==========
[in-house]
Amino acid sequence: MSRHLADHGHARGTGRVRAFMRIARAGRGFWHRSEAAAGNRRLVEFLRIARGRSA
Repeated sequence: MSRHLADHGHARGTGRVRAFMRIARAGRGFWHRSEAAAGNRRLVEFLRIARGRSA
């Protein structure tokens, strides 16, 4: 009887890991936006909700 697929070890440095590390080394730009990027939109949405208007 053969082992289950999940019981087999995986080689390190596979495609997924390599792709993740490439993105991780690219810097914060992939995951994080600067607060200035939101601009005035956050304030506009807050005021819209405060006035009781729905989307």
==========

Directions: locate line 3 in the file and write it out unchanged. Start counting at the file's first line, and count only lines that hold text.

Repeated sequence: MSRHLADHGHARGTGRVRAFMRIARAGRGFWHRSEAAAGNRRLVEFLRIARGRSA